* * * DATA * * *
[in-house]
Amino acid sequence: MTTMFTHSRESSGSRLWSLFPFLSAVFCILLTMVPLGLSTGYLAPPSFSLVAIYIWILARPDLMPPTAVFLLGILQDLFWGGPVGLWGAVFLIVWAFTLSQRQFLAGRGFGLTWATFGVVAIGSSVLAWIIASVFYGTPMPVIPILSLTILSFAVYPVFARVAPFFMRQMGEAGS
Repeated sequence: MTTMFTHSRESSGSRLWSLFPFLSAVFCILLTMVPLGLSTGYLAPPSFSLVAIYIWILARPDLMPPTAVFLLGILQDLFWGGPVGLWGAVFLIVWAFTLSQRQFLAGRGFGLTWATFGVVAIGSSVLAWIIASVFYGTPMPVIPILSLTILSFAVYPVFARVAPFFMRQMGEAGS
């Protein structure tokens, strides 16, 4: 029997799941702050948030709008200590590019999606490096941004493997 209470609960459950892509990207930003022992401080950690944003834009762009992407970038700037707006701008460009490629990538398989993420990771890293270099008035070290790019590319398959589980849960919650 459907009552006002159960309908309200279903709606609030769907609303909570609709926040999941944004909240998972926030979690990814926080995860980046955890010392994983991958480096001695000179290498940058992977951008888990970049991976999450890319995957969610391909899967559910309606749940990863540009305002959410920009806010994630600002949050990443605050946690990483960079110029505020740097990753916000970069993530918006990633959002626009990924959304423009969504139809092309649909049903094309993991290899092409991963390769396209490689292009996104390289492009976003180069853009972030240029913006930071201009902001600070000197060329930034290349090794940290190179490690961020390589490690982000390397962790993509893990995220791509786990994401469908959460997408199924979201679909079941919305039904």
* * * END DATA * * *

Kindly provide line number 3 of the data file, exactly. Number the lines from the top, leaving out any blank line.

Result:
Repeated sequence: MTTMFTHSRESSGSRLWSLFPFLSAVFCILLTMVPLGLSTGYLAPPSFSLVAIYIWILARPDLMPPTAVFLLGILQDLFWGGPVGLWGAVFLIVWAFTLSQRQFLAGRGFGLTWATFGVVAIGSSVLAWIIASVFYGTPMPVIPILSLTILSFAVYPVFARVAPFFMRQMGEAGS